Author says librarians put him on track to write


Published: Saturday, January 27, 2007 at 6:01 a.m.
Last Modified: Saturday, January 27, 2007 at 12:55 a.m.
Michael Connelly says he doesn't know where he would have ended up if it hadn't been for a librarian who made him read when he was 12 years old.
The UF alumnus and author of the best-selling Harry Bosch detective series spoke to an audience of about 230 students, faculty, staff, donors and other guests at the dedication of the University of Florida's newly expanded Library West on Friday, saying that libraries gave him the inspiration to be the author he is today.
In the sweltering Fort Lauderdale summer almost 40 years ago, Connelly said he and his brothers were slowly trudging across a baseball diamond when his youngest brother pointed to the local branch library, which sported a sign saying "Now Air-Conditioned."
"If you wanted to come in and use the air conditioning, you had to use the library as well," he said.
What happened next changed his life forever, he said. A librarian escorted him through the shelves and picked out the book "To Kill a Mockingbird" for him to read.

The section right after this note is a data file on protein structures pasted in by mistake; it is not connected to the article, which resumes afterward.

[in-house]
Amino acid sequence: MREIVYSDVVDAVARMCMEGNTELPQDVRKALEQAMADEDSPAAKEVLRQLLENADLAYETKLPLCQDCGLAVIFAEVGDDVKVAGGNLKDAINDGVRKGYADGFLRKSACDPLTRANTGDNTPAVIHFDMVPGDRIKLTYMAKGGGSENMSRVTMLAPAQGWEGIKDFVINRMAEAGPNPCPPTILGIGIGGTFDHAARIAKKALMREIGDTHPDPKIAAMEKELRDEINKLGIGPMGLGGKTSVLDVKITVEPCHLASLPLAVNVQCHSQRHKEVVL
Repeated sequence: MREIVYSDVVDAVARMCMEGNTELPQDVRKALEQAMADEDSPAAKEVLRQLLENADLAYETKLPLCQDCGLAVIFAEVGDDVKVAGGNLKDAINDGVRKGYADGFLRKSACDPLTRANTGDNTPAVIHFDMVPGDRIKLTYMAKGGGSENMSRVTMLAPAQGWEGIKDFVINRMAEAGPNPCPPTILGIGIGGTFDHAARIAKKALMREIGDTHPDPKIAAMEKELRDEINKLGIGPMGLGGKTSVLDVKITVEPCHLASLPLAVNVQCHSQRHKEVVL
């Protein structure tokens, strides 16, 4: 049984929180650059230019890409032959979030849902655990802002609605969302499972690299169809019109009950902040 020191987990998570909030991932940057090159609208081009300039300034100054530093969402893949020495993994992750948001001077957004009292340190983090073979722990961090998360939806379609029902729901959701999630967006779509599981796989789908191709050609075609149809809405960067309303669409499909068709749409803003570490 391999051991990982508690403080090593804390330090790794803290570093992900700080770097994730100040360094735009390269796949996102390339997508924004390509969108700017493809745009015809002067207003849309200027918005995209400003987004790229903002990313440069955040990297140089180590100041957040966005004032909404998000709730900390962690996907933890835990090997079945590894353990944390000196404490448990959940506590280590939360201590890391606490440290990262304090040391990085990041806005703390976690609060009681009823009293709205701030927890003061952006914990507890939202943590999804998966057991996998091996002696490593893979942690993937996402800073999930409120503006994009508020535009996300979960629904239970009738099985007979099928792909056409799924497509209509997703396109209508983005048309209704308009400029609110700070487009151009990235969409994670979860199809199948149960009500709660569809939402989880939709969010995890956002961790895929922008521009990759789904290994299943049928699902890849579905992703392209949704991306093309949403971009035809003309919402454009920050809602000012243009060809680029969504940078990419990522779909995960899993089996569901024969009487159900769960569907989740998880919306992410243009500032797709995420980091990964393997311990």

"It helped instill in me a lifelong interest in reading, but also a lifelong interest in stories about justice, about standing up for what you believe in," he said. "Now, I make my living telling stories, and I hope they contain some of those things."
Connelly's inspiration from libraries didn't stop at childhood, he said.
As a journalism major at UF, he absorbed the work of authors like Hunter S. Thompson, whom he strove to emulate.
"Thirty years ago, if you were looking for me, you would have found me here among the stacks," he said.
At the former Library West in the winter of 1977, Connelly said he found the "fuel to put into my gas tank for that long road" to becoming a writer.
After touring the newly renovated library, Connelly said in an interview following the speech, "A student who comes in here would want to be here. It's very inviting. It didn't used to be like that."
UF President Bernie Machen highlighted many of the inviting changes to the library in his address to the crowd. Among them was an increase from 117,000 to 177,000 square feet, the addition of 20 group study rooms and wireless Internet access in every room.
Connelly also paid tribute to the late U.S. Sen. George A. Smathers, whose $30 million gift made the library's renovation possible. He said Smathers' nickname in the halls of Congress was "Gorgeous George," and the new library deserved to bear the nickname as well.
Connelly said the library would forever hold an important place in students' lives.
"We'll never be able to quantify the inspiration this place will give," he said, "but, rest assured, it is immense."

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